Costa Rica Acts to Stem Contraband, Illegal Immigration from Nicaragua
By Dialogo February 04, 2013
SAN JOSÉ — The Costa Rican government is stepping up efforts to reinforce police control along its border with Nicaragua — especially at its Peñas Blancas northern border station.
“Between Dec. 15 and Jan. 15, we’ve seen nearly half a million people pass through the border,” said Freddy Montero, Costa Rica’s coordinator for the Regional Program of Border Security in Central America (known by its Spanish acronym SEFRO). “This huge influx has been handled with order and agility.”
Police were ready for the annual year-end immigration flood, with border commanders at Peñas Blancas opening up 14 windows to check documents as well as new stations to search luggage and transported goods.
New scanners provided by the Ministry of Agriculture and Livestock ensured that everything going in and out of the country was monitored. Police credited the new equipment for a 300 percent increase in contraband seized at the border compared to the same period a year ago.
Influx of mojados concerns authorities
Nine percent of Costa Rica’s population of 4.3 million is foreign-born, according to the country’s 2011 census. That’s one of the highest rates in Latin America — and nearly three-fourths of those foreigners come from Nicaragua.
In a 2008 survey conducted by the Central Bank of Costa Rica, 39 percent of Nicaraguan immigrants said they crossed the border for better job opportunities; another 20 percent said they moved to Costa Rica because it was more politically and economically stable.
While no real estimates are available, the Organization for Economic Cooperation and Development (OECD) noted an increase in the number of illegal border crossings from Nicaragua every year since Hurricane Mitch devastated northern Central America in 1998.
These droves of border jumpers call the illegal crossings — and even themselves — mojados, or wet in English. Rather than risk crossing near immigration stations, mojados pay farmers to pass through their land onto Costa Rican soil, according to a Nicaraguan Army report from 2011 that identified 38 blind spots along the border.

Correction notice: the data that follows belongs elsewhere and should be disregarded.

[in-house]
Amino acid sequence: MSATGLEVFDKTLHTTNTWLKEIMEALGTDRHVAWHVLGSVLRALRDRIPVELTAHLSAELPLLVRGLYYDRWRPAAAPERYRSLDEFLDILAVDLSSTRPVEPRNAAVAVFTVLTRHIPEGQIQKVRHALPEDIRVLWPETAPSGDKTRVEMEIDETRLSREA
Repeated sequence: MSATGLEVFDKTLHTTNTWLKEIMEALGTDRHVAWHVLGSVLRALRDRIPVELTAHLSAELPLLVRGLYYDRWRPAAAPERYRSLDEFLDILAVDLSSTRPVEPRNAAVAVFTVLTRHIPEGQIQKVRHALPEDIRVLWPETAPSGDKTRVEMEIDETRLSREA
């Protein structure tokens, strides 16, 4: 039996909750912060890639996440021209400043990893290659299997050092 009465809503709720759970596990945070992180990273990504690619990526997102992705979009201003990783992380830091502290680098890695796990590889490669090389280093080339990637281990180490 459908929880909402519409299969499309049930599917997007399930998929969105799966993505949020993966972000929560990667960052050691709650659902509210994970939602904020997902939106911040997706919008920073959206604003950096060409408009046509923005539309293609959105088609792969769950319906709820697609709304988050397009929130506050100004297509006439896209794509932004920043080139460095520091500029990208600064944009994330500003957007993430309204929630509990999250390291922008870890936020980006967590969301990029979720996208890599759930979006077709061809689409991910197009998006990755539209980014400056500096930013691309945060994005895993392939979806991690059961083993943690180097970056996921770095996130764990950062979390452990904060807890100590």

“We need to reinforce police control in certain zones,” said Border Police Commander Orlando Cuadra. “Our efforts are constantly focused on our northern border.”
Nicaraguans encouraged to cross more than ever
New laws in the past few years have given Nicaraguans looking to emigrate even more incentive to cross the border as mojados. In 2005, the Costa Rican legislature passed a new foreign migration law strengthening measures related to rejections and deportations. The law also established criminal penalties for illegal immigrants.
For Costa Rican authorities, the safety of illegal border jumpers is a major issue. While many people say they’re willing to help mojados cross the border, it doesn’t always go smoothly. In late December, a young girl crossing the border illegally with her family was raped.
“It is things like this that make the police force call for the prevention of illegal border crossings,” said police spokesman Ricardo Camacho. “Whether these people are nationals or foreigners, they need to take safely established measures to cross the border legally.”
Drugs penetrating border crossing
Police records show that the newly renovated Peñas Blancas border station oversees the passage of 600,000 people annually. This volume — which also includes 400 transport trucks a day — gives police an average of 30 seconds to examine each traveler’s documents before clearing that individual to enter Costa Rica.
The Peñas Blancas post is located along the Pan-American Highway, a long-recognized drug route, and drug seizures from traffickers attempting to legally cross the border have become a common occurrence.
In 2012, Costa Rican authorities seized more than twice the amount of cocaine as in 2011 and tripled the amount from 2010. Between May 8, 2010, and Dec. 31, 2012, police confiscated nearly 27 tons of cocaine; marijuana and crack seizures were also sharply up last year.
Most confiscations took place at border crossings, said Security Minister Mario Zamora.
“Crack is not made here in Costa Rica,” Zamora said at a press conference announcing the results. “We are finding crack here in our streets more and more, and it indicates that people are bringing it in from beyond our borders.”